So, there was advice given that you need to sample at at least 32 kS/s to capture the frequency content of a 16 kHz signal.  This is true, but this will not help the poster.  The OP seems to care about accurately characterizing the amplitude of a 16 kHz signal.  If you imagine a 16 kHz signal captured at 32 kS/s, you have two samples per signal period.  Your sample clock is in no way phase locked to the incoming signal, so you could be sampling at the two zero points or the crest and trough of the sine, or anywhere in between.  In fact, your sampling phase is guaranteed to drift over time since your sample rate and signal frequency are not phase locked, so your result will be different every time you run.  Additionally, as Kevin correctly pointed out, there is a multiplexer adding additional relative skew between the two channels.  This will manifest as a large amplitude difference between the channels since the convert clock period (probably in the 10 us ballpark) represents a huge portion of the period of a 16 kHz signal (62.5 us).  In other words, if one channel is sampling at phase = 0 deg, the other could be measuring (10/62.5)*360 = 58 deg later!  Not a trivial error.


You can't get around the phase difference between the channels unless you buy a much more expensive simultaneous DAQ card.  You can, however, get a much better amplitude representation of the two channels if you significantly increase your sample rate.  The very general rule for capturing the shape of the waveform is to sample at least 7-10x times faster than your max frequency of interest.  (These numbers are somewhat arbitrary and should not be taken as fact.  YOUR APPLICATION requirements need to determine your actual sample rate.)  That said, as a starting point, these guidelines mean sampling at at least 16 kHz * 7 = 112 kHz.  Your 6211 supports sampling at an aggregate rate of 250 kS/s, so each of your two channels can sample at 125 kHz, which should be enough to give you a much better amplitude representation at 16 kHz.  Again, you'll see a large phase difference between channels at this frequency, but they should rise to roughly similar amplitudes.

Message 7 of 12

Hi! Croohcifer is right, I worry about accurately and synchronously acquiring the amplitude not only of a 16 kHz signal, but of a range of 0 Hz to 16 kHz, the rate chosen according to the specifications of my device (precisely by the general rule to sample at least 7 to 10 times faster than the maximum frequency of interest).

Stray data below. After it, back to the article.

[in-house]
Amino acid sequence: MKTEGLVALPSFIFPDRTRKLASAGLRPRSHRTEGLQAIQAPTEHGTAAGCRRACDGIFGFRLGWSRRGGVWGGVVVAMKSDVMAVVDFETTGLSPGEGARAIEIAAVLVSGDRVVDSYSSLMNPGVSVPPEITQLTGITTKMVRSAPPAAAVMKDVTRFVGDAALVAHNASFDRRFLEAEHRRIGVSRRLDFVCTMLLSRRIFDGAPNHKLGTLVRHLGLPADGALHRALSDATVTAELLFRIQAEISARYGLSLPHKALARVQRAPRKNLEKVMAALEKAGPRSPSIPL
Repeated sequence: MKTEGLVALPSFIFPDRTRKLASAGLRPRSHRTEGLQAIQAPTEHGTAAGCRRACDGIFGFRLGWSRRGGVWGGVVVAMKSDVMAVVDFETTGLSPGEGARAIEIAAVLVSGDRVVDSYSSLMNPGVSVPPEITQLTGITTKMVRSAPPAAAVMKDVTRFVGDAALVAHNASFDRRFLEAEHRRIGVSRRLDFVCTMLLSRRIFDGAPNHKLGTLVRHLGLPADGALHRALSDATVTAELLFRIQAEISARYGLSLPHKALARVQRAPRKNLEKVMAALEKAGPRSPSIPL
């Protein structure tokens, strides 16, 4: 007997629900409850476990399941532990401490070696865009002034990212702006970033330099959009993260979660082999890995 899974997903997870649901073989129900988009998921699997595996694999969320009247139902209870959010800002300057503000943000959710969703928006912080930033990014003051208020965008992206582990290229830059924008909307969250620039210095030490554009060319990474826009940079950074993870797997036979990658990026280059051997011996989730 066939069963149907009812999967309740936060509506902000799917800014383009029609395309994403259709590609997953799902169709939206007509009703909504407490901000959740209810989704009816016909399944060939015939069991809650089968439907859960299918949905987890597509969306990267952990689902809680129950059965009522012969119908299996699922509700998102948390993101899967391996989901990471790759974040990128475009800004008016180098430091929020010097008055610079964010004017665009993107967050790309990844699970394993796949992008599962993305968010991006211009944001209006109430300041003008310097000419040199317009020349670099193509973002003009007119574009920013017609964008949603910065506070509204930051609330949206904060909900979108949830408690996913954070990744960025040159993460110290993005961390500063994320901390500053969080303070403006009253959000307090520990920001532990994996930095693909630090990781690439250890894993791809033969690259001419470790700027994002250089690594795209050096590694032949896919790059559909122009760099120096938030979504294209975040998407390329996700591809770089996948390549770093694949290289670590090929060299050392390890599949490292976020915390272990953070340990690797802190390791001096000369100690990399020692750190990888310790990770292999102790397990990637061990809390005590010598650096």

I am in a survey that requires the simultaneous accuracy of two channels and I am evaluating the accuracy of the two. From Kevin's comment about the multiplexer, and now from Croohcifer, there seems to be no way around the phase difference between them. Is this really correct?


Croohcifer said that I would get a much better amplitude representation of the two channels if I significantly increased my sampling rate, but I'm using the maximum, which is 125 kS / s for each channel. And yes, the amplitudes are approaching. However, the frequency and timing of this information is also extremely important to me, which is not happening.


Explaining my code, initially I generate a 16 kHz signal in 1 second generating 125,000 cells to be sampled by both channels. In the previous figures I compare the signal generated and sent to the AO port with the signals read by both AI ports (whose response vector also has 125,000 cells) and it is on these cells that I realized the displacement and where I make the correct percentages. As Kevin asked, the hits are based on the difference between the read signal and the sent signal on the same cell line with an arbitrary 10% tolerance percentage. If they are within this tolerance, this specific reading is considered a hit. If I shift and compare different lines (equivalent to later microseconds), my hit percentage increases in case I try the 16 kHz, but it does not work for 15 kHz, for example.


I am attaching my code to you:


% This is a MATLAB R2009a code.

%% %%%%%%%%%%%%%%%%%%%%%%%%%%%%%%%%%%%%%%%%%%%%%%%%%%%%%%%%%%%%%%%%%%%%%%%%%
%% DAQ Configuration

ao = analogoutput('nidaq','Dev2');   % Creates an analogoutput object associated with the NIDAQ USB-6211.
addchannel(ao,0,'Sinal de Saída');   % Allocates the AO0 port of the DAQ (circuit power).